YET THE TRUE SECRET to Finland’s success with Onkalo lies not so much in geology and engineering, but in the site selection process, the structure of government, and a culture of trust in institutions and expertise.
Finland’s 1987 Nuclear Energy Act set up a nuclear waste management fund, financed by the nuclear operators, which incentivizes companies to develop waste disposal solutions. It also insulates the process from politics. Isaacs notes how this differs starkly from the situation in the United States, where DOE—which answers to the White House—runs the waste disposal program. “No matter how competent and well-intentioned people are, presidential and congressional elections are held regularly,” he says. Important decisions can end up subject to political expedience, crippling a project that takes decades to build.
Another important difference, according to Isaacs, is the absence of strong state-level government in Finland. State governments, often far from disposal sites, see repositories more in terms of perceived costs rather than benefits, Isaacs says. Nevada officials—governors, senators, and others—have consistently opposed the development of the Yucca Mountain facility, blocking funding and throwing up other hurdles. More recently, state politicians in New Mexico have opposed a proposed temporary storage facility for nuclear waste in the state.
In Finland, without comparable power centers to play spoiler, Posiva and the national government could deal directly with communities like Eurajoki. Community acceptance was forged in the back and forth between Eurajoki and Posiva, Kojo says. “In the 1990s, the power companies knew that they really needed approval at the local level,” he explains. Finnish law gave Eurajoki the right to veto disposal in the area. But Eurajoki officials were tempted by the tax revenue that would come from the third nuclear power plant if Posiva’s parent company, TVO, decided to build it there. Posiva also funded the construction of a new senior center in town.
This approach—continual engagement with potential host communities—is rare in many other countries, including the United States. Even in Finland it is new. In the mid-1980s, Finland had a technical, top-down approach with no public participation that experts like Kojo and Isaacs call “decide-announce-defend.” In 1986, TVO announced it would investigate the municipality of Ikaalinen as a final disposal site. However, local resistance, particularly in the wake of the catastrophic nuclear accident at Chernobyl in the former Soviet Union, foiled the plans. The company realized it would have to engage more and build local political support using an approach Kojo calls “mitigate-understand-mediate.”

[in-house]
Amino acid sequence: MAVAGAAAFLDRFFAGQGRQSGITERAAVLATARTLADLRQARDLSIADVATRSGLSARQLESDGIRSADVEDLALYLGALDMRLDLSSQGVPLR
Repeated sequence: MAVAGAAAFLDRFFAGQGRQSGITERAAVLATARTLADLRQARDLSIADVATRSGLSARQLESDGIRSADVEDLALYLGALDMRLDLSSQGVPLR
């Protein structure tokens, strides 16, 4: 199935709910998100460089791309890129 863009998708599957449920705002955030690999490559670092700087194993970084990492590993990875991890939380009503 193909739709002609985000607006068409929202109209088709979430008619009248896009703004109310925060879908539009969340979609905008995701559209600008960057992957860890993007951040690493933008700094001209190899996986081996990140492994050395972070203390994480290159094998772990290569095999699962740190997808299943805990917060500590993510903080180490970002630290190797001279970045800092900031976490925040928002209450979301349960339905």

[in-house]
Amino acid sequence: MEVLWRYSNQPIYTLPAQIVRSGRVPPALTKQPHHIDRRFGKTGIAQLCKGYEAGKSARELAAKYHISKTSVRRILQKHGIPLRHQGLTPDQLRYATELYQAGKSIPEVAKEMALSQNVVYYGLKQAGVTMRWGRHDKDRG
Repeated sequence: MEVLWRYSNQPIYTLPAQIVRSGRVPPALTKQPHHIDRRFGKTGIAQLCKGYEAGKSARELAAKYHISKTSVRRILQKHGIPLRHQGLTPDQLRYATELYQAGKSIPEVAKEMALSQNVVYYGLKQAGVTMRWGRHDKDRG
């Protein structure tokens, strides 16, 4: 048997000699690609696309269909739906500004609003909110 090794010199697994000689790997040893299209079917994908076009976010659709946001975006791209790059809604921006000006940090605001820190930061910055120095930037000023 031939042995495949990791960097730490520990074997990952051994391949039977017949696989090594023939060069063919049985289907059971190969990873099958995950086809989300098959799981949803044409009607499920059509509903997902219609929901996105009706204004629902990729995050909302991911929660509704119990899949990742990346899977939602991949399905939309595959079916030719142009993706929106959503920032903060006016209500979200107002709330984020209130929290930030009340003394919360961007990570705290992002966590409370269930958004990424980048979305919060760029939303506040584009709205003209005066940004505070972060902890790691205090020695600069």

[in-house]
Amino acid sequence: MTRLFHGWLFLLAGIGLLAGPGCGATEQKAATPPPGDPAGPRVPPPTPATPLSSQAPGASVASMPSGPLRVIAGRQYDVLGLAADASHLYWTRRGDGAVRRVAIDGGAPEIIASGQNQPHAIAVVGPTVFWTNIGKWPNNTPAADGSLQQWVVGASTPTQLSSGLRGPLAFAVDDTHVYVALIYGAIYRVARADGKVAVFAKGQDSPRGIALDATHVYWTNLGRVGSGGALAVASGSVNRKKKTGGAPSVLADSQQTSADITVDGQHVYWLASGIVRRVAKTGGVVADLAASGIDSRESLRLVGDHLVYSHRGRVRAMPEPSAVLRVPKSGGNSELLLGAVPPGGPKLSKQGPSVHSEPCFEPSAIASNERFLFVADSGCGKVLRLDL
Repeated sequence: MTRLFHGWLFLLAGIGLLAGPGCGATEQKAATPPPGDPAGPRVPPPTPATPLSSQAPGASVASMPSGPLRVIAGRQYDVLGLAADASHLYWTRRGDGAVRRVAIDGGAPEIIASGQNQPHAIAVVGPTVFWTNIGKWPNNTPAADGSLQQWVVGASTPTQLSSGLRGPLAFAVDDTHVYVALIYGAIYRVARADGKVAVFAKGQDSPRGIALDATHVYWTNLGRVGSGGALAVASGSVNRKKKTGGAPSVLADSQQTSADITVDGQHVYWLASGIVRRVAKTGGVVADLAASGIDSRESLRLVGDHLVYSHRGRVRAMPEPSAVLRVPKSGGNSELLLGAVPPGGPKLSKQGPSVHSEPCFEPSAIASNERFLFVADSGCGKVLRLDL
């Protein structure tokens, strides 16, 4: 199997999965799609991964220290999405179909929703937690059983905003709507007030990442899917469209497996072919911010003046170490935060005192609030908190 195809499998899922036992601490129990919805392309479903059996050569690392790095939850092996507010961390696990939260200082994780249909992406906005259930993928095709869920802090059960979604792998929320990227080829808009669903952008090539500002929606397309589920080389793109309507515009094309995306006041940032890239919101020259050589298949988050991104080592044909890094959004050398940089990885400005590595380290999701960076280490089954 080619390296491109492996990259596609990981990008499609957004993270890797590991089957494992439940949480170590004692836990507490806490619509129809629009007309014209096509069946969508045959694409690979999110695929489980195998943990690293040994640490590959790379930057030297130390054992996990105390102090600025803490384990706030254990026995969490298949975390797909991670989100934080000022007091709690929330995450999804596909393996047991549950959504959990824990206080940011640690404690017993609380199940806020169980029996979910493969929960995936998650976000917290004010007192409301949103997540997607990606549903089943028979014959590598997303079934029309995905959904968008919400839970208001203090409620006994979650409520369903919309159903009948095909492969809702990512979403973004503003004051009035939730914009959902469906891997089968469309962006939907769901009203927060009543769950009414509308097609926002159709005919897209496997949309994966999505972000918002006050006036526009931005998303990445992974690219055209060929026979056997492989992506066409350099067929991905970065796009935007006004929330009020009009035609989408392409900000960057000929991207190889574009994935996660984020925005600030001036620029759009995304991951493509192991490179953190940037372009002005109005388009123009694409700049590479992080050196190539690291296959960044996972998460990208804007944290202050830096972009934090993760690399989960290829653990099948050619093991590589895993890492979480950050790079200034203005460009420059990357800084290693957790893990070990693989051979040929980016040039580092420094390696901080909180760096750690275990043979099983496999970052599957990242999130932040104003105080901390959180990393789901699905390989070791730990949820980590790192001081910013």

Once an agreement was reached, Eurajoki residents were largely willing to leave technical matters and safety questions to expert bodies. “In Finland, there is a very high level of trust in science and in the authorities,” Kojo says. “If the national authority says the repository is safe, they don’t need to worry about it.” The process became a purely technocratic affair in the hands of Posiva and STUK.
Not everyone’s concerns have been allayed. The Finnish Association for Nature Conservation (FANC) says it is worried about long-term ecotoxicity and bioaccumulation of the radioisotopes. It also cites concerns raised by retired geologist Matti Saarnisto, former director of research for the Geological Survey of Finland. In 2010, Saarnisto told Finland’s national broadcaster that as the next ice age arrives, freezing soil and rock could create pressures that would damage the repository. In any case, Saarnisto argued, it is impossible to make predictions on the scale of 100,000 years.
Jari Natunen, a scientist with FANC, says the relationship between industry and regulators in Finland is far too cozy—a form of “structural corruption.” “The authorities are biased to think that the industry’s position is correct and valuable, and the concerns of civil society are not,” says Natunen, who is also a member of Nuclear Transparency Watch, an antinuclear advocacy organization.
Natunen adds that the Finnish media’s coverage of Onkalo has been too compliant. By contrast, in the United States, France, and Sweden, safety concerns remain a central part of the public debate. A 2020 study by Kojo and his colleagues, for example, found that France’s Le Monde newspaper played a more critical role in debates about repositories, acting as a watchdog that challenged authorities, whereas Finland’s leading daily, the Helsingin Sanomat, generally took a more positive approach that reflected the framing and confidence of the government and industry.
If getting the operating license goes smoothly, Posiva is on track to begin to bury nuclear waste deep in the Finnish bedrock in 2024 or 2025. Excavation will continue over the next century as new disposal tunnels are added. When the repository is filled to capacity, sometime around 2120, the entrance tunnel will be sealed shut. The encapsulation plant and other surface structures will be demolished. Nothing above will remain, not even a warning sign. Deep below the dismantled site, 6500 tons of spent fuel rods will lie in their tombs, quiet but still warm from radioactive decay.
“What we are doing really has meaning and is really important,” Mustonen says. “For me, this is the reasonable thing to do with nuclear waste, and we need to make it as good as possible. The sense of responsibility to the next generation doesn’t keep me awake at night, but it’s there. It just is.”